The name Guatemala comes from náhuatl Quauhtemallan, ‘place of many trees’ and its location is on the extreme north-west of Central America. The indigenous culture derives from a Mayan legacy and from the Spanish influence of the colonial period. The country has tremendous natural beauty. Its official language is Spanish and there are also 23 Mayan dialects, and the languages of the xinca and the garifuna peoples. It covers an area of 108,889 square kms and it has about 14 million inhabitants, a third of whom come from indigenous peoples. The idea of a united Central America has caught on in many parts of society, in the political arena, and led to an attempt to have open borders and to discover a Central American identity.  Guatemala, Belize, El Salvador, Honduras, Nicaragua are the countries of this region which is rich in its ethnic diversity. Its peoples have suffered a great deal, with more than 40 years of military dictatorship resulting in the civil wars of the 70s and 80s and of ‘internal armed conflict’, which in Nicaragua began at about the same time as the cold war in Europe.

There were more the 36 years of armed struggle, with thousands of victims, genocide, persecution of the Church, summary executions, assassination of priests and catechists, among them Mgr Romero and Mgr Gerardi, devastated lands and the violation of human rights. In the 80s about 90% of the populace in Guatemala was made up of indigenous people, now it is estimated at 51%.   In the 90s peace was consolidated and a new stage began. The postwar conditions meant that this was not easy as there was an ongoing lack of security, family breakdown and emigration by many in search of work. These difficulties have since been caught up in new problems such as drug trafficking, gang warfare and extortion. These countries are among those with the world’s lowest Human Development Index (HDI) but, despite this, their peoples maintain hope born of their faith in God, are tremendously generous and they never give up.
The Ideal of unity came to these lands in the 80s and, in the midst of the remaining challenges faced by all, it contributes to dialogue among cultures and different ethnic groups and encourages a deep mutual acceptance. A small Focolare community was started in Guatamala by an Italian priest, Fr Vitale Traina. Some of its members, a short while later, went to a Mariapolis in Mexico, and when they got back they were full of enthusiasm and wished to bring this life to others. In 1981 they held two Mariapolises in Guatemala. 1986 was an important year: a focolare house was opened. Valeria Ronchetti, one of Chiara Lubich’s first companions, during a visit laid the basis for the establishment of a Mariapolis Centre and two married focolarini, Paolo and Pinella Maciotta, moved from Italy.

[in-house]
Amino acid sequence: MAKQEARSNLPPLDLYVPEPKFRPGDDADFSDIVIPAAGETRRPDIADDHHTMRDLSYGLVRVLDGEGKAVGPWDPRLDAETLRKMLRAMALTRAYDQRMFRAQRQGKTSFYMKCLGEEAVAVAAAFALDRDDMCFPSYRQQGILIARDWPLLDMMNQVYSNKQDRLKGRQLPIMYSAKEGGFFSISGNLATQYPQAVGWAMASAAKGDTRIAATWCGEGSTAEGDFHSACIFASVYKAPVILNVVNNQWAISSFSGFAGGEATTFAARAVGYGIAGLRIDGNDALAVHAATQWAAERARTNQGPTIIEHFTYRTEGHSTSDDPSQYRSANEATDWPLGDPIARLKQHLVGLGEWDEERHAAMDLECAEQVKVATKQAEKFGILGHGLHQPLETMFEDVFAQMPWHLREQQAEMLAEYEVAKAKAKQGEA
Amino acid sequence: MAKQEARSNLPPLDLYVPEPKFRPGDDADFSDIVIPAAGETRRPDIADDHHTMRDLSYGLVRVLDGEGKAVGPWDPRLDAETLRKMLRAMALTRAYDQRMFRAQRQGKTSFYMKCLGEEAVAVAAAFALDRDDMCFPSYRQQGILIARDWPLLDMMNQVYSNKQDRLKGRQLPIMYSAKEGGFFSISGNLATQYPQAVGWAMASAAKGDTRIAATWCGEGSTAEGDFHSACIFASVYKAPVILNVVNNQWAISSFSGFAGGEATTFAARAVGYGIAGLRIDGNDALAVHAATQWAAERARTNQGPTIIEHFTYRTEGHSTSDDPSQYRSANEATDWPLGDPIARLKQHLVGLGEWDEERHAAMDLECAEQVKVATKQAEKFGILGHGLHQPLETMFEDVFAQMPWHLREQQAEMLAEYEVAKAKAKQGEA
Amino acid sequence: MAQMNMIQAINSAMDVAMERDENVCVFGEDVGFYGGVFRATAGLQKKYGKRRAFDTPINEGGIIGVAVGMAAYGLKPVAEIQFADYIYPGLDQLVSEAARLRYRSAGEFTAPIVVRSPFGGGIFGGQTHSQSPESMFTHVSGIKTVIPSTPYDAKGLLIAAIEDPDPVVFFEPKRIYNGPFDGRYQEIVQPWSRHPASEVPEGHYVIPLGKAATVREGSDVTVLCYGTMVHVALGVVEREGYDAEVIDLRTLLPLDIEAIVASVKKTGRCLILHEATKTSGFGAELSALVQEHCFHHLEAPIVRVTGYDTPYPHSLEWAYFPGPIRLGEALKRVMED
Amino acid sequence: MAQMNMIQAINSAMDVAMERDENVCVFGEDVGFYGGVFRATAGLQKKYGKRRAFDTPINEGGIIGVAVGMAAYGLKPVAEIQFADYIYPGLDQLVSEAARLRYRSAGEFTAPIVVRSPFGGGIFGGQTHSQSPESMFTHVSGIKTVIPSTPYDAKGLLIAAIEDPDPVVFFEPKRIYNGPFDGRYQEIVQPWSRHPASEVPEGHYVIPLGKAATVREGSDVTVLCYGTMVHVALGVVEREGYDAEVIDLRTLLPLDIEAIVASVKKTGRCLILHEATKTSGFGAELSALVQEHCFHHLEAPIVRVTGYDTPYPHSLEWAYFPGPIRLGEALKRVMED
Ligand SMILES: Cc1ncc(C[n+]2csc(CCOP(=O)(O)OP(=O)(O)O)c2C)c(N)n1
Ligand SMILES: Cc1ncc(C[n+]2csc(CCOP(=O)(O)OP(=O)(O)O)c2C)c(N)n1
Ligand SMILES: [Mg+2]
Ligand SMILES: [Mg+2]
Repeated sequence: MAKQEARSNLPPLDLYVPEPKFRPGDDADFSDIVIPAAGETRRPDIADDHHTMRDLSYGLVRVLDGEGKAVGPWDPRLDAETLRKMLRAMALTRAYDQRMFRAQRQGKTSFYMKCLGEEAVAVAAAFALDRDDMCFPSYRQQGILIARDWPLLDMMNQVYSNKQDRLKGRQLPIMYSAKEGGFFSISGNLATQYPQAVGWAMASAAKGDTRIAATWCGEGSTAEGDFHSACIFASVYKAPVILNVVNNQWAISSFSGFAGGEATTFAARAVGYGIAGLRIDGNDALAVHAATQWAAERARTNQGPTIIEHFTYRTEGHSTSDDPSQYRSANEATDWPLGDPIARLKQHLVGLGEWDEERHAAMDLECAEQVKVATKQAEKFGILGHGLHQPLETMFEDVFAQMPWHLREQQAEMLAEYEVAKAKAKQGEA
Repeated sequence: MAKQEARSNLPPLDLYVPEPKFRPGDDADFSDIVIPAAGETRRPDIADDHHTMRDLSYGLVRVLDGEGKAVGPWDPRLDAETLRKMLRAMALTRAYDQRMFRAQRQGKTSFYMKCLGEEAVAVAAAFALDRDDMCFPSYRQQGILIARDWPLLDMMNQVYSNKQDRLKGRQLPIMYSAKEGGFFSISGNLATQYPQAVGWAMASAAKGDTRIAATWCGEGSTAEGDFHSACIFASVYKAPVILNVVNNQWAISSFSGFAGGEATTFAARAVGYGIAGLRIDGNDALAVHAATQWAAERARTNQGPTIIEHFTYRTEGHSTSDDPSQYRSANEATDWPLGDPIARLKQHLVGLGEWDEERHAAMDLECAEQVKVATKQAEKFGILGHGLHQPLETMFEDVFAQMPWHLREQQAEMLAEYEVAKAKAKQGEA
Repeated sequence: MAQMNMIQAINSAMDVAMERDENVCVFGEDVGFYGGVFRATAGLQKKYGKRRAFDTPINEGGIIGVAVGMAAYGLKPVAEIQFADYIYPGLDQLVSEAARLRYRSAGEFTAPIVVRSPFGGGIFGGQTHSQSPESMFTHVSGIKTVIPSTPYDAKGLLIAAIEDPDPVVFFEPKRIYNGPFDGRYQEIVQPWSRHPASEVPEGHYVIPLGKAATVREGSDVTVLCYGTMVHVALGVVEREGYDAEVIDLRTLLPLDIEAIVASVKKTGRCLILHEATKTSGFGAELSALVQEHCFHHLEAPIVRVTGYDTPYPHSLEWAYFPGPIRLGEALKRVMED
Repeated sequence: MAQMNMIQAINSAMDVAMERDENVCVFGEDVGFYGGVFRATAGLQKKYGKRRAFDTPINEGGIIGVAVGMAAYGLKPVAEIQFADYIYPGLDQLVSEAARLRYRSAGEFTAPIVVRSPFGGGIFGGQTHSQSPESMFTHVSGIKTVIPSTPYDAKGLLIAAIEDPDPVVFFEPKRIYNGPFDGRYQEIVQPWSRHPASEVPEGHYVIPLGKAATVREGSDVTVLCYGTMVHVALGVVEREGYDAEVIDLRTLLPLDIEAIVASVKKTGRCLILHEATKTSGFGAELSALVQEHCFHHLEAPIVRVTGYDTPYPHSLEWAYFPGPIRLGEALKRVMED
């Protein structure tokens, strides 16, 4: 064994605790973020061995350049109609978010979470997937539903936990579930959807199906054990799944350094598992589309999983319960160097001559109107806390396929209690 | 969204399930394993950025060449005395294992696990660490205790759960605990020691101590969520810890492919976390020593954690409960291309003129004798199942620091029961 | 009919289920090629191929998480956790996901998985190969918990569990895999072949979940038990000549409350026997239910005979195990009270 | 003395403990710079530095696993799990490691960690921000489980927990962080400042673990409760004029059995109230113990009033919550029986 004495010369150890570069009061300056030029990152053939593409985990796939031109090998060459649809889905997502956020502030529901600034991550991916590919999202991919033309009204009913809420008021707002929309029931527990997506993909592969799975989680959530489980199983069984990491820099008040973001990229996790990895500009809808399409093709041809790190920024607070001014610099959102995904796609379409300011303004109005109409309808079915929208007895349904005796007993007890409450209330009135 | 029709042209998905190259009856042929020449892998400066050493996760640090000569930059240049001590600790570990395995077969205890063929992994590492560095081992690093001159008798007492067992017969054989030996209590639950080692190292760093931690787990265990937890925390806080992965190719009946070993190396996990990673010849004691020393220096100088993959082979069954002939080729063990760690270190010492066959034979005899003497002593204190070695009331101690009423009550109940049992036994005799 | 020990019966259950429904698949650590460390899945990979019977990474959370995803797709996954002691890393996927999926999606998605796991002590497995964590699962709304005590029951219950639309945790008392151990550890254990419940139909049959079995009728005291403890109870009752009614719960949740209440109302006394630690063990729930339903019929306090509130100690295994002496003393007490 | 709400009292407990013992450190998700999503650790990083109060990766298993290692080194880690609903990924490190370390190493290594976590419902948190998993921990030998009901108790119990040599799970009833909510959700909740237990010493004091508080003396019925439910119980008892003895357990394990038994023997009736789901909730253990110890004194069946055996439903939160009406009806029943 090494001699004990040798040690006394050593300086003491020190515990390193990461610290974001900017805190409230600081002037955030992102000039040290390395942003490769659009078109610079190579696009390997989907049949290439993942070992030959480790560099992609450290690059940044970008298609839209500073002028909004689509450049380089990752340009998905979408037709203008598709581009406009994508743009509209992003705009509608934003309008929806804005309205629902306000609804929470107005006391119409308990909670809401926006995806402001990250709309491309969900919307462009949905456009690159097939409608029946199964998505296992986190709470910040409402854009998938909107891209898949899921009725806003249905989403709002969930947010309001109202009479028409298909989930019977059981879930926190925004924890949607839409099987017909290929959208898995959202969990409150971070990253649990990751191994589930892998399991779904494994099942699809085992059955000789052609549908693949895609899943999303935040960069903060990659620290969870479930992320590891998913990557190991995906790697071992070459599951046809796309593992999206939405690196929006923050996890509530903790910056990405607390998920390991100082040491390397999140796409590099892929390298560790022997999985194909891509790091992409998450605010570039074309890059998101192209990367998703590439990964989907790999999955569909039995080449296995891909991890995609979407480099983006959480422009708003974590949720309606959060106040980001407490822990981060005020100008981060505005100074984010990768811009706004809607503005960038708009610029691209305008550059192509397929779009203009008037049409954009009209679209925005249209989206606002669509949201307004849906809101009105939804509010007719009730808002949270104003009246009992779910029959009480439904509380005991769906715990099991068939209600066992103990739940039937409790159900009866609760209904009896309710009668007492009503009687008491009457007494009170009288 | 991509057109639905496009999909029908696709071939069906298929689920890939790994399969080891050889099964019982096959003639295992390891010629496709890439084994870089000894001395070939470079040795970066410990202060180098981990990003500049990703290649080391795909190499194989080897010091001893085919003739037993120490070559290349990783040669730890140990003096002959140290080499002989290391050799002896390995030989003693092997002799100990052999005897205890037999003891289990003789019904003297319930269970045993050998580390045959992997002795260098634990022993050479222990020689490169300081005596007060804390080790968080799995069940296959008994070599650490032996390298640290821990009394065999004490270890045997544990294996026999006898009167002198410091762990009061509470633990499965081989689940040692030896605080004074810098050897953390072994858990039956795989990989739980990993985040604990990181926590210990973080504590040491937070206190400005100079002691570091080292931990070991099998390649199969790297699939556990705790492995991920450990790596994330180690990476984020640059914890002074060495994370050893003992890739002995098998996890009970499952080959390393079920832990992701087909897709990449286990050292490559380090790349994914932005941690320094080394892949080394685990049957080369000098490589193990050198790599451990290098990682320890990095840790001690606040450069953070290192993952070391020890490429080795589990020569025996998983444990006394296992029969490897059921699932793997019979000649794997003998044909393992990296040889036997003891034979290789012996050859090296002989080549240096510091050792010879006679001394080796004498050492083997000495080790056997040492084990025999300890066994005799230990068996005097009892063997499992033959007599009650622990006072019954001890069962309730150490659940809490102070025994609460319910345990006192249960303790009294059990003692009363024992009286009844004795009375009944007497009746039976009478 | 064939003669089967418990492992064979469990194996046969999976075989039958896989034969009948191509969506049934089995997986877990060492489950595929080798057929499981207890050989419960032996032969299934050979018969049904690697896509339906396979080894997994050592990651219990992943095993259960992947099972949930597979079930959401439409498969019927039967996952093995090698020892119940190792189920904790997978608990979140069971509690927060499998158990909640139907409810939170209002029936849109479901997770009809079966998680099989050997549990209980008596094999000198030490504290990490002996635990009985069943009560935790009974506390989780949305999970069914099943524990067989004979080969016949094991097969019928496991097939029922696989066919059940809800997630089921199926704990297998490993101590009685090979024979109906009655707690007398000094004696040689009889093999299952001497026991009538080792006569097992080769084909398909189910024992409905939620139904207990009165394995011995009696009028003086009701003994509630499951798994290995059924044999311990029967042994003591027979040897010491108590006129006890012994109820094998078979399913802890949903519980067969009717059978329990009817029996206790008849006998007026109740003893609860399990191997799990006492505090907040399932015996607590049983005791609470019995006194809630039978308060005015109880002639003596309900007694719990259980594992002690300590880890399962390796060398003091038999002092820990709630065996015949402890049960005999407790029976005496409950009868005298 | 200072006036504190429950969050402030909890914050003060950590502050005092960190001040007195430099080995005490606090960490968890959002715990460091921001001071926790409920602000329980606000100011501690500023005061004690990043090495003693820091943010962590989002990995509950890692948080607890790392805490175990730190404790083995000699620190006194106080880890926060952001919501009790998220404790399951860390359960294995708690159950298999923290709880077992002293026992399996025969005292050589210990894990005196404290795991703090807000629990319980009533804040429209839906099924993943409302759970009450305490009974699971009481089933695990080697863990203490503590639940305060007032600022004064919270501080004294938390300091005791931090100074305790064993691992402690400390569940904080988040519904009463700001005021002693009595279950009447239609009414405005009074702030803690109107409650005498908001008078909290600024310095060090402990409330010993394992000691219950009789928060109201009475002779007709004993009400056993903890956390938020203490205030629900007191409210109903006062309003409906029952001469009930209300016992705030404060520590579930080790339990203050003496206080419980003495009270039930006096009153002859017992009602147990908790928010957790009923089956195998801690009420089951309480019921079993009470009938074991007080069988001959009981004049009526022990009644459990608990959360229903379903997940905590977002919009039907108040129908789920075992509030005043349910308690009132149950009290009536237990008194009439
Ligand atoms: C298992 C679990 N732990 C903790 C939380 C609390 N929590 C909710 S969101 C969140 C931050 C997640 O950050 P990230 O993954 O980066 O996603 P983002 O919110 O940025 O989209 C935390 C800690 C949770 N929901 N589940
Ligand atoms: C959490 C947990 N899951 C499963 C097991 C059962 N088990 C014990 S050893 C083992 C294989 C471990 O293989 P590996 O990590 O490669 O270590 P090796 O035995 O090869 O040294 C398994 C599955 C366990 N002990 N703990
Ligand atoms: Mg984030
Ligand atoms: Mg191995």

The Ideal of unity also began to spread beyond the capital to an indigenous region near Patzun. In February 1992 the Mariapolis Centre St Mary of the Focolarini was opened.  It was to become a formation centre for all the different nations of the region. With the help of AMU (Azione per un Mondo Unito, meaning Action for a United World), an NGO set up by Focolare Members, there was established a ‘School for Human Development’ close to the Mariapolis Centre. The school has helped large numbers of people learn a trade to live by. Later on the Fiore Educational Centre (an early learning centre and primary school) was established. There are at present about 3,100 members of the Movement. In December 2011 Maria Voce, in conversation with the focolarini from Guatemala, during a conference in Castelgandolfo, considering the difficult situation of the peoples where they were living, encouraged them to behave as Jesus did: ‘Jesus did not despair, because he looked within himself. That is, he looked to his relationship with God and knew that God would carry out his plan even in this situation… A plan that passes, perhaps, via the cross, via persecution, that passes today via these catechists who have been killed, via these priests who have been killed, that passes via drug traffickers, but it is part of God’s story that, despite everything, builds up humanity. It is a story with pages of light, pages of pain, beautiful moments, difficult moments, but they are God’s story.’ What needs to be done then? ‘Into this story of God we too enter, as Jesus entered in his time. What do I do in Salvador with such an immense Ideal in the face of these situations? What do I do in Guatemala with this power of Jesus within me, among us, in this situation? I do what he did. I pass though the streets, I look, but my looking is full of God and of what God is doing. So, it seems to me that it is here that our strength lies.’